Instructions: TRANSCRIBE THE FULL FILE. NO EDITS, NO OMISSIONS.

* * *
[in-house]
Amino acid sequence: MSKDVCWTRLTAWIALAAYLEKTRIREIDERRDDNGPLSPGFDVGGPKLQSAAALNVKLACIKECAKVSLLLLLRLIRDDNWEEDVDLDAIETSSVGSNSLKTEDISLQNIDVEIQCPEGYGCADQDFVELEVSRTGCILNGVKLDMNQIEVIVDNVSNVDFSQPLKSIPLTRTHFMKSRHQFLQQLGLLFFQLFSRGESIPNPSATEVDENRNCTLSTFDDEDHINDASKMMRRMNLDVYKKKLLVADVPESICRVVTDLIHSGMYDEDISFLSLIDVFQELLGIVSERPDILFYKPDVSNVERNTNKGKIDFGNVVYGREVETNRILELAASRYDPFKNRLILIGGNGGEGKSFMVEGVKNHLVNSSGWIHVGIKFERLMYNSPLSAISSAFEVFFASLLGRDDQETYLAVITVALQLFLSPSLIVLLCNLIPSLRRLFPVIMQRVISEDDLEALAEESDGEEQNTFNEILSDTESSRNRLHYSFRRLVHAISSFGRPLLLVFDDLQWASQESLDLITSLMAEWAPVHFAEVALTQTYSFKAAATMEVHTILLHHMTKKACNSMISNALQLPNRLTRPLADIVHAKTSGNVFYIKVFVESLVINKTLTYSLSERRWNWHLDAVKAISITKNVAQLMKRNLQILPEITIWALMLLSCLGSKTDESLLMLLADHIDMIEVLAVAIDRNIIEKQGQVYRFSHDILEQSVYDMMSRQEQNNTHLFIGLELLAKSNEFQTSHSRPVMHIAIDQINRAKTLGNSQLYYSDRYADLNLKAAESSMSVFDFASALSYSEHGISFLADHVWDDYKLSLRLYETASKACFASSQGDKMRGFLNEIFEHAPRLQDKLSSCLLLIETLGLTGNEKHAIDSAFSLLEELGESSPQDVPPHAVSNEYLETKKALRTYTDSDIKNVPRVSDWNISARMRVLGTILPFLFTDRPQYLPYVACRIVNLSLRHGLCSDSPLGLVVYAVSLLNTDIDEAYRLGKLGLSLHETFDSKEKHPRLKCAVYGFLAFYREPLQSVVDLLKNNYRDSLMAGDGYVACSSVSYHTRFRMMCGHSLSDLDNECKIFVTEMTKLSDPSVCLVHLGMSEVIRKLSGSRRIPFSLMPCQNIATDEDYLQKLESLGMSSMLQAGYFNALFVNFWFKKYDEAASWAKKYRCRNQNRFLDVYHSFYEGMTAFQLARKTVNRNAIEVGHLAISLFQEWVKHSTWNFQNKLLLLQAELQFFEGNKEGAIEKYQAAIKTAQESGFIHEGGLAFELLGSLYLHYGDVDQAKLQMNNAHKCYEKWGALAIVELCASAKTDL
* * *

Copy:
[in-house]
Amino acid sequence: MSKDVCWTRLTAWIALAAYLEKTRIREIDERRDDNGPLSPGFDVGGPKLQSAAALNVKLACIKECAKVSLLLLLRLIRDDNWEEDVDLDAIETSSVGSNSLKTEDISLQNIDVEIQCPEGYGCADQDFVELEVSRTGCILNGVKLDMNQIEVIVDNVSNVDFSQPLKSIPLTRTHFMKSRHQFLQQLGLLFFQLFSRGESIPNPSATEVDENRNCTLSTFDDEDHINDASKMMRRMNLDVYKKKLLVADVPESICRVVTDLIHSGMYDEDISFLSLIDVFQELLGIVSERPDILFYKPDVSNVERNTNKGKIDFGNVVYGREVETNRILELAASRYDPFKNRLILIGGNGGEGKSFMVEGVKNHLVNSSGWIHVGIKFERLMYNSPLSAISSAFEVFFASLLGRDDQETYLAVITVALQLFLSPSLIVLLCNLIPSLRRLFPVIMQRVISEDDLEALAEESDGEEQNTFNEILSDTESSRNRLHYSFRRLVHAISSFGRPLLLVFDDLQWASQESLDLITSLMAEWAPVHFAEVALTQTYSFKAAATMEVHTILLHHMTKKACNSMISNALQLPNRLTRPLADIVHAKTSGNVFYIKVFVESLVINKTLTYSLSERRWNWHLDAVKAISITKNVAQLMKRNLQILPEITIWALMLLSCLGSKTDESLLMLLADHIDMIEVLAVAIDRNIIEKQGQVYRFSHDILEQSVYDMMSRQEQNNTHLFIGLELLAKSNEFQTSHSRPVMHIAIDQINRAKTLGNSQLYYSDRYADLNLKAAESSMSVFDFASALSYSEHGISFLADHVWDDYKLSLRLYETASKACFASSQGDKMRGFLNEIFEHAPRLQDKLSSCLLLIETLGLTGNEKHAIDSAFSLLEELGESSPQDVPPHAVSNEYLETKKALRTYTDSDIKNVPRVSDWNISARMRVLGTILPFLFTDRPQYLPYVACRIVNLSLRHGLCSDSPLGLVVYAVSLLNTDIDEAYRLGKLGLSLHETFDSKEKHPRLKCAVYGFLAFYREPLQSVVDLLKNNYRDSLMAGDGYVACSSVSYHTRFRMMCGHSLSDLDNECKIFVTEMTKLSDPSVCLVHLGMSEVIRKLSGSRRIPFSLMPCQNIATDEDYLQKLESLGMSSMLQAGYFNALFVNFWFKKYDEAASWAKKYRCRNQNRFLDVYHSFYEGMTAFQLARKTVNRNAIEVGHLAISLFQEWVKHSTWNFQNKLLLLQAELQFFEGNKEGAIEKYQAAIKTAQESGFIHEGGLAFELLGSLYLHYGDVDQAKLQMNNAHKCYEKWGALAIVELCASAKTDL